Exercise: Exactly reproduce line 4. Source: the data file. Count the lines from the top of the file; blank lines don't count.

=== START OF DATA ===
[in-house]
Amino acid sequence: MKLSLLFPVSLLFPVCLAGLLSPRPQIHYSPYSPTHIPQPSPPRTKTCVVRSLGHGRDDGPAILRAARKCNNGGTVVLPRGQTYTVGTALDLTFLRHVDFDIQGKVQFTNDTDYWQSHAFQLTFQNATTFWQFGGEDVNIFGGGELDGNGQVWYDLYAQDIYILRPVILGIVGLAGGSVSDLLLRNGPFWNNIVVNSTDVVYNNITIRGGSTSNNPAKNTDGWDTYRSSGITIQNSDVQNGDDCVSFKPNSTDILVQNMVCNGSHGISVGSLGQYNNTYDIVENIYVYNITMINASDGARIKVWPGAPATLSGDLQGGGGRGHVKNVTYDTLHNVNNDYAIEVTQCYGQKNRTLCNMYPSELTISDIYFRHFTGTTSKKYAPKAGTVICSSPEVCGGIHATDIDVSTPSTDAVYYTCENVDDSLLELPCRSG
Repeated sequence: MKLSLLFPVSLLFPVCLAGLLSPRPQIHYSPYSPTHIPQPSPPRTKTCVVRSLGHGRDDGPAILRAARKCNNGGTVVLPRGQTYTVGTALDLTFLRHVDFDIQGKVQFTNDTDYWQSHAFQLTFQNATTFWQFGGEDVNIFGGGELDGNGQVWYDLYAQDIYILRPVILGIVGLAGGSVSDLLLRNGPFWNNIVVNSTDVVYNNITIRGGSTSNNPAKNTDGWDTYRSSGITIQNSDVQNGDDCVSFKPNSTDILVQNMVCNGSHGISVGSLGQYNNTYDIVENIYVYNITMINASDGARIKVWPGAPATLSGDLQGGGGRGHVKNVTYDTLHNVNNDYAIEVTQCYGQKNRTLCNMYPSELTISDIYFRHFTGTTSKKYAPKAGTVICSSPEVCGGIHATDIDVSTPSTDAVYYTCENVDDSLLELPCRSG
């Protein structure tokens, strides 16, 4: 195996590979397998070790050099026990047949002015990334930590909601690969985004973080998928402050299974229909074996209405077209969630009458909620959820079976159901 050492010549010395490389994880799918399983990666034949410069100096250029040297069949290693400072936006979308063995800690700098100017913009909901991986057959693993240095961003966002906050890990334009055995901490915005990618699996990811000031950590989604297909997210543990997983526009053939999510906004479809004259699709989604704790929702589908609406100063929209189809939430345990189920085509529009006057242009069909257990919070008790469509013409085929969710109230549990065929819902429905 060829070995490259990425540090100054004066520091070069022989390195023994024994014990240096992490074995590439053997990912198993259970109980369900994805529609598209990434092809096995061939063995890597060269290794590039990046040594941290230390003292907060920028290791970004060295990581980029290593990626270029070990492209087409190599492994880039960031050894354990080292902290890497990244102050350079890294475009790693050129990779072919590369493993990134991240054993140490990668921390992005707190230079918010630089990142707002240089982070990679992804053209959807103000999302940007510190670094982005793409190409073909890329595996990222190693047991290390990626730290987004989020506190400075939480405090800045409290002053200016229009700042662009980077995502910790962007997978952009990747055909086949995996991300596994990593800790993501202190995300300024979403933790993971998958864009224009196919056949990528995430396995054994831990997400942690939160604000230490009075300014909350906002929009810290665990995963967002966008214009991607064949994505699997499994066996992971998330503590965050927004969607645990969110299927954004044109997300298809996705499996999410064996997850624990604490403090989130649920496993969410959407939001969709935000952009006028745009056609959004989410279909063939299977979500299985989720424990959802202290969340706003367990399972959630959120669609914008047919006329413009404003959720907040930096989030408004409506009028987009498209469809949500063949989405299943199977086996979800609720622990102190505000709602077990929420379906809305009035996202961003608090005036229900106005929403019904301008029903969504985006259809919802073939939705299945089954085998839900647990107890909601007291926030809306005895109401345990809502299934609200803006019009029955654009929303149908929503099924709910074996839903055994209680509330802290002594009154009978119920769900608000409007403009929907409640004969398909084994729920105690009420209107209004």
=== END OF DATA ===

């Protein structure tokens, strides 16, 4: 195996590979397998070790050099026990047949002015990334930590909601690969985004973080998928402050299974229909074996209405077209969630009458909620959820079976159901 050492010549010395490389994880799918399983990666034949410069100096250029040297069949290693400072936006979308063995800690700098100017913009909901991986057959693993240095961003966002906050890990334009055995901490915005990618699996990811000031950590989604297909997210543990997983526009053939999510906004479809004259699709989604704790929702589908609406100063929209189809939430345990189920085509529009006057242009069909257990919070008790469509013409085929969710109230549990065929819902429905 060829070995490259990425540090100054004066520091070069022989390195023994024994014990240096992490074995590439053997990912198993259970109980369900994805529609598209990434092809096995061939063995890597060269290794590039990046040594941290230390003292907060920028290791970004060295990581980029290593990626270029070990492209087409190599492994880039960031050894354990080292902290890497990244102050350079890294475009790693050129990779072919590369493993990134991240054993140490990668921390992005707190230079918010630089990142707002240089982070990679992804053209959807103000999302940007510190670094982005793409190409073909890329595996990222190693047991290390990626730290987004989020506190400075939480405090800045409290002053200016229009700042662009980077995502910790962007997978952009990747055909086949995996991300596994990593800790993501202190995300300024979403933790993971998958864009224009196919056949990528995430396995054994831990997400942690939160604000230490009075300014909350906002929009810290665990995963967002966008214009991607064949994505699997499994066996992971998330503590965050927004969607645990969110299927954004044109997300298809996705499996999410064996997850624990604490403090989130649920496993969410959407939001969709935000952009006028745009056609959004989410279909063939299977979500299985989720424990959802202290969340706003367990399972959630959120669609914008047919006329413009404003959720907040930096989030408004409506009028987009498209469809949500063949989405299943199977086996979800609720622990102190505000709602077990929420379906809305009035996202961003608090005036229900106005929403019904301008029903969504985006259809919802073939939705299945089954085998839900647990107890909601007291926030809306005895109401345990809502299934609200803006019009029955654009929303149908929503099924709910074996839903055994209680509330802290002594009154009978119920769900608000409007403009929907409640004969398909084994729920105690009420209107209004």